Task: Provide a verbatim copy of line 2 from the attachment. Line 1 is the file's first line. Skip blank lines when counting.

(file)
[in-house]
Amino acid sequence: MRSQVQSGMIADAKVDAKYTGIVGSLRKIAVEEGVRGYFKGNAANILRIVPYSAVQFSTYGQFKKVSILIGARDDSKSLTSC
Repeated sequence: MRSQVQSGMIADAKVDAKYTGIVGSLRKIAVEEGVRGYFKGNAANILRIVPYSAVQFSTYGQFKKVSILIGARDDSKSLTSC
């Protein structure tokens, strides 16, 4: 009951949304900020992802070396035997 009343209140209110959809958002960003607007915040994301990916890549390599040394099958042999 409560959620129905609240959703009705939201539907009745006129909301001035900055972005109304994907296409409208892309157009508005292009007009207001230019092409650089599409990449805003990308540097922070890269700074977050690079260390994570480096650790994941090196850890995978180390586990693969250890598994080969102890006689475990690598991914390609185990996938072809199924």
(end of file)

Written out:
Amino acid sequence: MRSQVQSGMIADAKVDAKYTGIVGSLRKIAVEEGVRGYFKGNAANILRIVPYSAVQFSTYGQFKKVSILIGARDDSKSLTSC